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Judge: Interrogation in Lander murder case unconstitutional
Jul 2, 2013 - By Eric Blom, Staff Writer
The prosecution in a Lander murder-sexual assault case suffered a setback Friday when a District Court judge decided part of the defendant's statement to police could not be used in trial.
Wyoming 9th Judicial District Judge Norman E. Young found that officers violated the constitutional rights of the accused man, John Thomas Hereford, during Hereford's interrogation.
At issue was whether Hereford was aware of his rights and whether he invoked his right to have a lawyer present during questioning. Deputy prosecutor Patrick LeBrun and Hereford's attorney, Bob Horn, argued the point at a hearing June 19 in Lander.
Hereford, of Lander, is charged in the Sept. 11 shooting death of Travis Armajo, 32, of Lander, at a house Hereford was renting in the 900 block of North Second Street in Lander.
Hereford, who was 24 at the time, also faces charges alleging he confined Armajo's fiancee and sexually assaulted her.
Authorities say the sexual assault occurred less than an hour after the shooting at a house roughly two blocks from the spot where police found Armajo's body.
On Sept. 11, Wyoming Division of Criminal Investigations special agent Andy Hanson and Lander Police Department detective Randy Lutterman interrogated Hereford.
Young determined that the officers informed Hereford of the suspect's constitutional rights and the rights set out in Wyoming law during the interrogation meeting.
Hereford reportedly invoked his right to a lawyer about 18 minutes into the interview but then decided to waive that right and continue talking. After 12 more minutes, though, the defendant again expressed a desire to speak with a lawyer before proceeding.
According to a transcript of the interview included in the judge's decision, Hereford at this point said, "And you said we could stop this at any time, so I'll get my lawyer."
Hanson reportedly stopped the questioning and left the room, saying he wanted to "err on the side of caution" because Hereford had talked about an attorney twice. Hanson later returned to the room and continued a dialogue with Hereford.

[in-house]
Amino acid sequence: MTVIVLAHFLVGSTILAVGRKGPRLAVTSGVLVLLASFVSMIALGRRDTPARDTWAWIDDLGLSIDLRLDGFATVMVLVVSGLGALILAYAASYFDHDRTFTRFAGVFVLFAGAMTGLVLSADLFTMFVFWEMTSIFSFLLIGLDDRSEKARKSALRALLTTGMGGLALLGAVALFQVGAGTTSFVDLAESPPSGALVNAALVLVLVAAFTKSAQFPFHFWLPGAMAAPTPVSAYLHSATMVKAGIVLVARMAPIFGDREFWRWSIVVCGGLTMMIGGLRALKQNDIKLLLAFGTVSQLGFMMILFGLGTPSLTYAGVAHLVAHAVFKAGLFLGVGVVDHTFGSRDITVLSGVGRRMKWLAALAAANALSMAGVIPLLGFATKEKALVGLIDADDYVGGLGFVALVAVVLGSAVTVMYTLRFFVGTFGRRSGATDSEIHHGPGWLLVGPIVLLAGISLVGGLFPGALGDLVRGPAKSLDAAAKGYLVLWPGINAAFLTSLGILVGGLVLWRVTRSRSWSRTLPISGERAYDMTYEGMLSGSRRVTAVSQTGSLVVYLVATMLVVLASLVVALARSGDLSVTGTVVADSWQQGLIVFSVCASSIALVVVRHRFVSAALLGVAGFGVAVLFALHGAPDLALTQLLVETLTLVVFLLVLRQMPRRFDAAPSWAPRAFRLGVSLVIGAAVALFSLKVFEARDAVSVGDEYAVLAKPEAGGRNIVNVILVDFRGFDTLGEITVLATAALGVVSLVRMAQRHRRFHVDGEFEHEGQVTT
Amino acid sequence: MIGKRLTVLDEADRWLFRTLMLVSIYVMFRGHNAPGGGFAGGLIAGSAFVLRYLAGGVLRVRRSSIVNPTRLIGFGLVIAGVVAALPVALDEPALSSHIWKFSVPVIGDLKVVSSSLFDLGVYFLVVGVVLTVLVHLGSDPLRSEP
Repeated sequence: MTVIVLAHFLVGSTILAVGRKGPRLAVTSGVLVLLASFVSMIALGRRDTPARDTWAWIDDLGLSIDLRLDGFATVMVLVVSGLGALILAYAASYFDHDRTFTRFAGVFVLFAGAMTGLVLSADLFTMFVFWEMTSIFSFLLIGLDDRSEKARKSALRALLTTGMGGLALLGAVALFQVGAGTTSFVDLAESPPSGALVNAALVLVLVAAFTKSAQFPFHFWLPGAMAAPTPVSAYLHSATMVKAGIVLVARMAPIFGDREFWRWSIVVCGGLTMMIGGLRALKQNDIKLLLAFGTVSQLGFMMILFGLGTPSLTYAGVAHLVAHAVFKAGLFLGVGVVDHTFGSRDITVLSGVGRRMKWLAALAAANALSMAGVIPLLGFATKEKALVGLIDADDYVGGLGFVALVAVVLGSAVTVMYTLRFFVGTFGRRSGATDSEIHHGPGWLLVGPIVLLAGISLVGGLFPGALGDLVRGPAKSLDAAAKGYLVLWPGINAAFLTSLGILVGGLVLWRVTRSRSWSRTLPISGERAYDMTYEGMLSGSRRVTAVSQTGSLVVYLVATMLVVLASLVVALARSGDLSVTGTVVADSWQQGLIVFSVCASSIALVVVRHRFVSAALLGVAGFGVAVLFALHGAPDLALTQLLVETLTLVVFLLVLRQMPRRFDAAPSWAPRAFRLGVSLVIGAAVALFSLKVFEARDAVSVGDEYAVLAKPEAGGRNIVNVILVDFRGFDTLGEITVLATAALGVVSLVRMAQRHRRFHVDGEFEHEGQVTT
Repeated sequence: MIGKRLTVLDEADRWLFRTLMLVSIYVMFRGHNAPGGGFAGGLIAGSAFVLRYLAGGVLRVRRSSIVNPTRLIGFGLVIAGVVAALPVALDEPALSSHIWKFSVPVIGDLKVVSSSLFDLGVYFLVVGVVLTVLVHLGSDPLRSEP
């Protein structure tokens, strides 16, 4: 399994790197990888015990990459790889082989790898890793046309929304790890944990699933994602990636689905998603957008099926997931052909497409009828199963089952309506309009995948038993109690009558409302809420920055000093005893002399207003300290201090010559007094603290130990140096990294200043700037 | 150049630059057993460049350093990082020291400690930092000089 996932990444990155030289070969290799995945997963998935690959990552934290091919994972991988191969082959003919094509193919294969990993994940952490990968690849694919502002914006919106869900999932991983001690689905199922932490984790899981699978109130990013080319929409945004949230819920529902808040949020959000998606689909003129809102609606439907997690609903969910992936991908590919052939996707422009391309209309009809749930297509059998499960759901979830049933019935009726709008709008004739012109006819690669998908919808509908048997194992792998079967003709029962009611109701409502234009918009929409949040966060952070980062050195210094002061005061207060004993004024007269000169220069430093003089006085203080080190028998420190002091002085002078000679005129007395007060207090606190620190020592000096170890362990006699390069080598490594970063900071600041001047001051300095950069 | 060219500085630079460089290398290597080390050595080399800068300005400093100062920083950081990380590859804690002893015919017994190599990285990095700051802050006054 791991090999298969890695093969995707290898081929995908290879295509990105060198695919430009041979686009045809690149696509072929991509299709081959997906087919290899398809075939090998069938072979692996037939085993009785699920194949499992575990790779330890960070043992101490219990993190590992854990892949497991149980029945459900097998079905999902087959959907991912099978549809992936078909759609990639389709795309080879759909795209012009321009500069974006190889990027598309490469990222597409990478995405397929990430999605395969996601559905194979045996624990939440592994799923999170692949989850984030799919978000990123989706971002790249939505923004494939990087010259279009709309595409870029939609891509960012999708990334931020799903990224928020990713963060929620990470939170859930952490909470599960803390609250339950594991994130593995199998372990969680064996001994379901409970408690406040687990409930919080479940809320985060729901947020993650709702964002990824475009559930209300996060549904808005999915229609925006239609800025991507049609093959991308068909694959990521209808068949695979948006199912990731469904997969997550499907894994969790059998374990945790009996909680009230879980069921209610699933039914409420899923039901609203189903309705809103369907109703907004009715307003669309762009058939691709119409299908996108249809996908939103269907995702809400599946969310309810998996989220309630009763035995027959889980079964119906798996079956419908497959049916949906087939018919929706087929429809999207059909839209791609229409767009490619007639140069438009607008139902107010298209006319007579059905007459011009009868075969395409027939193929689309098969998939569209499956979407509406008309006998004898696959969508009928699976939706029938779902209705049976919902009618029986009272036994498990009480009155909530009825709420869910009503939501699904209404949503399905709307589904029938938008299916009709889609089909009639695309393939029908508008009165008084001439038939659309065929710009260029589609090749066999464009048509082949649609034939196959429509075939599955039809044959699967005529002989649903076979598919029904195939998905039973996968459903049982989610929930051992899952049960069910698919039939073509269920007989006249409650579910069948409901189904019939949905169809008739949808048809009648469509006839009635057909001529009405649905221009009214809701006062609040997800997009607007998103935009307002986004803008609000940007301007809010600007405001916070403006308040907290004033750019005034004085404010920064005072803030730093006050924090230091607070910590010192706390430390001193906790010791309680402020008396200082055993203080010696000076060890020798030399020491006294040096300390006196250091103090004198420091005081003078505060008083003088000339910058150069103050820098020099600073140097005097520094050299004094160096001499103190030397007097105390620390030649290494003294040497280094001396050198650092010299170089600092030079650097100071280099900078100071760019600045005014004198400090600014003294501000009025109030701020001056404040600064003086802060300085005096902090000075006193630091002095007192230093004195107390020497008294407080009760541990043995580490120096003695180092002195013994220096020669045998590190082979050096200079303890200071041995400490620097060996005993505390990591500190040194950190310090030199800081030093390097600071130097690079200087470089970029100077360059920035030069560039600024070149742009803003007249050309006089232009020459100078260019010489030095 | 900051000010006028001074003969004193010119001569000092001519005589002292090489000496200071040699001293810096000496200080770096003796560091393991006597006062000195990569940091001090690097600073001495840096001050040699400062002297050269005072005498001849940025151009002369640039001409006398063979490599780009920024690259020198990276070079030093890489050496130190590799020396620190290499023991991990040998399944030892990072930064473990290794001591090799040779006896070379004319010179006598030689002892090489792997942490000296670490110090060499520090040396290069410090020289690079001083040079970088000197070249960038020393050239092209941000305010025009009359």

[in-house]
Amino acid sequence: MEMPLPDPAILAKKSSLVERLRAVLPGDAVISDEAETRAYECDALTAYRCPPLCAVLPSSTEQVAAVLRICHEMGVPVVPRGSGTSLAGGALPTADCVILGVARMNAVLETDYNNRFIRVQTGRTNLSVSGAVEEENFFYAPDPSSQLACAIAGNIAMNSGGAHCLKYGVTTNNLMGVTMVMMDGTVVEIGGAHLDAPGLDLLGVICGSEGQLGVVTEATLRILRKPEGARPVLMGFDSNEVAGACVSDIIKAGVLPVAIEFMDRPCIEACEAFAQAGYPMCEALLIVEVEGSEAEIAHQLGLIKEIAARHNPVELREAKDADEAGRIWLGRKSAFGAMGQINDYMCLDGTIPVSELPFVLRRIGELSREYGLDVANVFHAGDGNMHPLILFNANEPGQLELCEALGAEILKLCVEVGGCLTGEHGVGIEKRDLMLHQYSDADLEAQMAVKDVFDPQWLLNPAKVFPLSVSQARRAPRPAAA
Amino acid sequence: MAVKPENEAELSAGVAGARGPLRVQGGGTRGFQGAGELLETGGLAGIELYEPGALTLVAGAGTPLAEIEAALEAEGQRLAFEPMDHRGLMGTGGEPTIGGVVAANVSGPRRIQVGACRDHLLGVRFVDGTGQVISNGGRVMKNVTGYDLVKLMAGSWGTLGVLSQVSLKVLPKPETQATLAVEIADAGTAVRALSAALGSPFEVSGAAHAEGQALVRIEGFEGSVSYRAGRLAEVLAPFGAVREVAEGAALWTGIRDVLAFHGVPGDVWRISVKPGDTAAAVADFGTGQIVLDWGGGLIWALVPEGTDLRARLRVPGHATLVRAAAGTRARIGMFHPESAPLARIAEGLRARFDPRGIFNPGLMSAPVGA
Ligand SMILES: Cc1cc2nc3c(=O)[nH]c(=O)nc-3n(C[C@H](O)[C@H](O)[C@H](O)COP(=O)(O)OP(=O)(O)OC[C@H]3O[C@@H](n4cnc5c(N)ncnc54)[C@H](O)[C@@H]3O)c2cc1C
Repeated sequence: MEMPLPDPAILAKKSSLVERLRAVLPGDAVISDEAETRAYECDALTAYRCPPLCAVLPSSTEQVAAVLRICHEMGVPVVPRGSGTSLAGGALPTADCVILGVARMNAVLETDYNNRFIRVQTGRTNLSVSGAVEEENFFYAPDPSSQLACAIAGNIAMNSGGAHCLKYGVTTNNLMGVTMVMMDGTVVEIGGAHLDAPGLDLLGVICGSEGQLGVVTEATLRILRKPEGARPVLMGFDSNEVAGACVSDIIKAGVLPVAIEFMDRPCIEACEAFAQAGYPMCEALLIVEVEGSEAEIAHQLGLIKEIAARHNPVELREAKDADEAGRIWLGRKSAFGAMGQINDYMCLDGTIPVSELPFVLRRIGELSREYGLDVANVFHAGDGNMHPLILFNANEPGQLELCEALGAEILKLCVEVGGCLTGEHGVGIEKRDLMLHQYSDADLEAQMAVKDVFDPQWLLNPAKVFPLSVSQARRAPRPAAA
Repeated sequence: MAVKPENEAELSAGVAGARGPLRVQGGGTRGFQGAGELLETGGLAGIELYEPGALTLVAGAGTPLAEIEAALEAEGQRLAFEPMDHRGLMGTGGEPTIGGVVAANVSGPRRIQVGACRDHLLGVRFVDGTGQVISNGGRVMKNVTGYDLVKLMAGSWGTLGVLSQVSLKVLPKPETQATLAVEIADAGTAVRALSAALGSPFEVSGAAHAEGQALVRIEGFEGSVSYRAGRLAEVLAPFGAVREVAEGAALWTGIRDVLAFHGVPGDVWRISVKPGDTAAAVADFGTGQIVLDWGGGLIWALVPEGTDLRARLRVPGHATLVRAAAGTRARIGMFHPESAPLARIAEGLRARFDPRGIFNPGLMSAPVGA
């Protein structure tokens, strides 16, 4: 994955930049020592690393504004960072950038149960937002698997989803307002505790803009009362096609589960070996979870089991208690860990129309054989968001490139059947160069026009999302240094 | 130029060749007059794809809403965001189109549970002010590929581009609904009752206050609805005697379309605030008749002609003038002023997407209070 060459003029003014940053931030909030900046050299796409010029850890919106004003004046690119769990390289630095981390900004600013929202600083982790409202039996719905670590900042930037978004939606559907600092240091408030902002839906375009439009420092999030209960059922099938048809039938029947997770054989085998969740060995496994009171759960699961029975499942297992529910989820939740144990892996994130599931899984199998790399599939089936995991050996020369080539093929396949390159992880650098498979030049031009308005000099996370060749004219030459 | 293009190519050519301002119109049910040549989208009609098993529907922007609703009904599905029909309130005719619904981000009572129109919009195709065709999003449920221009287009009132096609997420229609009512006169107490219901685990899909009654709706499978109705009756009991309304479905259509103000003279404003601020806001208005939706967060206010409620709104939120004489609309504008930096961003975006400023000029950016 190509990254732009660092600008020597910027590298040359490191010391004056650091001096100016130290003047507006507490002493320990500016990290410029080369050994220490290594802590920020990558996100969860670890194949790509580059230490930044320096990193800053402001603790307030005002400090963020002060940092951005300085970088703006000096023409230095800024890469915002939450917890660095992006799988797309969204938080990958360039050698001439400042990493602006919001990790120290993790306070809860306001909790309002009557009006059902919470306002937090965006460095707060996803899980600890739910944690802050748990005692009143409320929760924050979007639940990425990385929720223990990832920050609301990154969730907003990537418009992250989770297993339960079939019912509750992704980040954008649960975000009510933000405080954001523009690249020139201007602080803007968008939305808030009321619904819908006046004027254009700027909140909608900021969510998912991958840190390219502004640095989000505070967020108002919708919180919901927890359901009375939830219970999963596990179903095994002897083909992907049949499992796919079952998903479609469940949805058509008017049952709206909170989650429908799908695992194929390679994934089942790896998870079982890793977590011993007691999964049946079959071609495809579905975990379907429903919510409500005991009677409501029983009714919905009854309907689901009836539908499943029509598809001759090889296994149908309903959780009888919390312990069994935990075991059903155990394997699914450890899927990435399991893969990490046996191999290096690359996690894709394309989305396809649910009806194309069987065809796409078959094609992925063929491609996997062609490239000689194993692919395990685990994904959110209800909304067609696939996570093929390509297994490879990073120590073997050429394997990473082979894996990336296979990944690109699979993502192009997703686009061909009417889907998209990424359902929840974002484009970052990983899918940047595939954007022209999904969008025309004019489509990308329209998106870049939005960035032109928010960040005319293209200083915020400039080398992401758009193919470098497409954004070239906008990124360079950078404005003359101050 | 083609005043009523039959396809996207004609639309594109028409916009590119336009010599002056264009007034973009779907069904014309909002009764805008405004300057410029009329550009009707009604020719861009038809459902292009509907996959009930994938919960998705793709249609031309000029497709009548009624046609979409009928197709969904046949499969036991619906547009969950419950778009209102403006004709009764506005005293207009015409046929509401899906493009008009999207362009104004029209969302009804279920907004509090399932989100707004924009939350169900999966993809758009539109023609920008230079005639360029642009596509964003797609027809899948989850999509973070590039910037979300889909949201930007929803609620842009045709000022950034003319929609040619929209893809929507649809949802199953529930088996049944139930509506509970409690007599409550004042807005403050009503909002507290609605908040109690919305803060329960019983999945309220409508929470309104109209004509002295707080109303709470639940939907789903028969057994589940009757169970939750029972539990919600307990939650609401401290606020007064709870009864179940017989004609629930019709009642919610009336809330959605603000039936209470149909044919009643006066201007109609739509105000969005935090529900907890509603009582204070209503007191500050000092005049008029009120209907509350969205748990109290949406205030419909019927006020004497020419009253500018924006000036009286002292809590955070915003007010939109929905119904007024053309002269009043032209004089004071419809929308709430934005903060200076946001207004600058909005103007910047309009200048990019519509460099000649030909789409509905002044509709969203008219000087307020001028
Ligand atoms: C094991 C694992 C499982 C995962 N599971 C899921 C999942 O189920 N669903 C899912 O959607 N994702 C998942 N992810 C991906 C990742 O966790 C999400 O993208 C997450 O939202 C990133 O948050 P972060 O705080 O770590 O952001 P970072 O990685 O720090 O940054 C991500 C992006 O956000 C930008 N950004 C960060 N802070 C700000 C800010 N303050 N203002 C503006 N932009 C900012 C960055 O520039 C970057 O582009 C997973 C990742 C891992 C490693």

Young decided that Hereford had invoked his right to counsel, though Young added that the request for a lawyer had been confusing.
During the June 19 hearing, LeBrun argued Hereford re-engaged officers after Hanson terminated the interview. LeBrun said Hereford waived his right to a lawyer by re-engaging the officers.
The judge did not find enough evidence to support that view, however.
"The audio recording contains no request by the defendant to re-engage the interview," Young stated in his decision. "Special agent Hanson, after perceiving an invocation of defendant's right to counsel minutes before and stopping the interview, continued to ask the defendant questions."
Young granted a motion from the defense counsel to "suppress" part of the interrogation.
The portion of the interview that took place after Hanson left the room will not be allowed as evidence if Hereford's case goes to trial, the judge decided.
During the June 19 hearing, Young ruled against a motion from the defense that would grant Hereford two trials -- one to address the murder charge, and one for the sexual assault charges.
Horn could defend against the murder charge better if it were considered by itself, he said at the June 19 hearing.
The judge decided all of the charges were connected.